Test: PSAT Critical Reading

Adapted from A Vindication of the Rights of Woman by Mary Wollstonecraft (1792)

In the middle rank of life, to continue the comparison, men, in their youth, are prepared for professions, and marriage is not considered as the grand feature in their lives; whilst women, on the contrary, have no other scheme to sharpen their faculties. It is not business, extensive plans, or any of the excursive flights of ambition, that engross their attention; no, their thoughts are not employed in rearing such noble structures. To rise in the world, and have the liberty of running from pleasure to pleasure, they must marry advantageously, and to this object their time is sacrificed, and their persons often legally prostituted. A man when he enters any profession has his eye steadily fixed on some future advantage (and the mind gains great strength by having all its efforts directed to one point) and, full of his business, pleasure is considered as mere relaxation; whilst women seek for pleasure as the main purpose of existence. In fact, from the education, which they receive from society, the love of pleasure may be said to govern them all; but does this prove that there is a sex in souls? It would be just as rational to declare that the courtiers in France, when a destructive system of despotism had formed their character, were not men, because liberty, virtue, and humanity, were sacrificed to pleasure and vanity.—Fatal passions, which have ever domineered over the whole race!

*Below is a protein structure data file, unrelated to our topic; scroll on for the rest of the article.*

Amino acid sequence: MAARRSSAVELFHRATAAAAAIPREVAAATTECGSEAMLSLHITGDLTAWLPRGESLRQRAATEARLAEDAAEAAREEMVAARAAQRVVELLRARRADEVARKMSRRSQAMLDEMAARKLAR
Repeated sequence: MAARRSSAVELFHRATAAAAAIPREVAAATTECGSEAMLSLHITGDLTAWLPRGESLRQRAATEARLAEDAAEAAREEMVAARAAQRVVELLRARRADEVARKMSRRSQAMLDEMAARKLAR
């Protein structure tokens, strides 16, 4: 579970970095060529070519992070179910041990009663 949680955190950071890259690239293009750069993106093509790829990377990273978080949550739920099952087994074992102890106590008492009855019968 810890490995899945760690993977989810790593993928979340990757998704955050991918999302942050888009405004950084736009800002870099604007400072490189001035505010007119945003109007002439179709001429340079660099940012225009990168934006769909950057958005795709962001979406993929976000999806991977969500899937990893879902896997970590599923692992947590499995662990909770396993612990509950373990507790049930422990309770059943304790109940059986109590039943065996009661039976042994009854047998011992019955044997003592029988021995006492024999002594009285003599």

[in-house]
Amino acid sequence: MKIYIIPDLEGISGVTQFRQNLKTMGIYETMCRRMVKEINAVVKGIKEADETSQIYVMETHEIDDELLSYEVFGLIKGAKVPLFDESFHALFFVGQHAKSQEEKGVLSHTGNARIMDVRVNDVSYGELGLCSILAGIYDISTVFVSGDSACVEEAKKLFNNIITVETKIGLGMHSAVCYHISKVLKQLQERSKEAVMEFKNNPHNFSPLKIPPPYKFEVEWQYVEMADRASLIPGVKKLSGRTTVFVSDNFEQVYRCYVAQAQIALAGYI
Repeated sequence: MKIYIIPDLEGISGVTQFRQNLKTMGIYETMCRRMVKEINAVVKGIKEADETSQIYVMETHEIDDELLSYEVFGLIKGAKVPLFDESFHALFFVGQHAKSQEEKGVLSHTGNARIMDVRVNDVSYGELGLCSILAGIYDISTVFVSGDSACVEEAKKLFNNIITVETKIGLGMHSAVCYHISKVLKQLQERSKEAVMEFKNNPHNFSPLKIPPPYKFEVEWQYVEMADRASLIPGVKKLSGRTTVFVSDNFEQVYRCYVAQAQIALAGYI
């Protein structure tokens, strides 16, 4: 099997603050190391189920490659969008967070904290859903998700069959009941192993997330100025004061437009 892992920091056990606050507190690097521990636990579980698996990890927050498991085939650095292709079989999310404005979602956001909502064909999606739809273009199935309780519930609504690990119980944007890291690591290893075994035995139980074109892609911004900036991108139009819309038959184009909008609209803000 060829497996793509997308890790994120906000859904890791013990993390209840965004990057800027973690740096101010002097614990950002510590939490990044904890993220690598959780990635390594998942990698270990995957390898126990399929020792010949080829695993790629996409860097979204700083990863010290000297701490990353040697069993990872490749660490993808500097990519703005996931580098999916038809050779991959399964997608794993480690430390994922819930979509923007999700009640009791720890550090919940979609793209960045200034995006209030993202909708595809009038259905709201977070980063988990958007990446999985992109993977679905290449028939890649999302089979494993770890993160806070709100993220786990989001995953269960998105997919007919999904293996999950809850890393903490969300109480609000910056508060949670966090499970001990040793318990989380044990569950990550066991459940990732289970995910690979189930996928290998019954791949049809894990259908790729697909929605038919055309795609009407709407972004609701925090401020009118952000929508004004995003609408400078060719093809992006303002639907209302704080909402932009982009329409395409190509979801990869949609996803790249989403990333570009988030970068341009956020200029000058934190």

The same love of pleasure, fostered by the whole tendency of their education, gives a trifling turn to the conduct of women in most circumstances: for instance, they are ever anxious about secondary things; and on the watch for adventures, instead of being occupied by duties.

A man, when he undertakes a journey, has, in general, the end in view; a woman thinks more of the incidental occurrences, the strange things that may possibly occur on the road; the impression that she may make on her fellow travelers; and, above all, she is anxiously intent on the care of the finery that she carries with her, which is more than ever a part of herself, when going to figure on a new scene; when, to use an apt French turn of expression, she is going to produce a sensation.—Can dignity of mind exist with such trivial cares? This observation should not be confined to the fair sex; however, at present, I only mean to apply it to them.

1.

The author's tone can best be described as __________.

forceful and jesting 

angry and sardonic 

surrendering and defeatist

none of these answers

distracted and complacent

1/40 questions

0%

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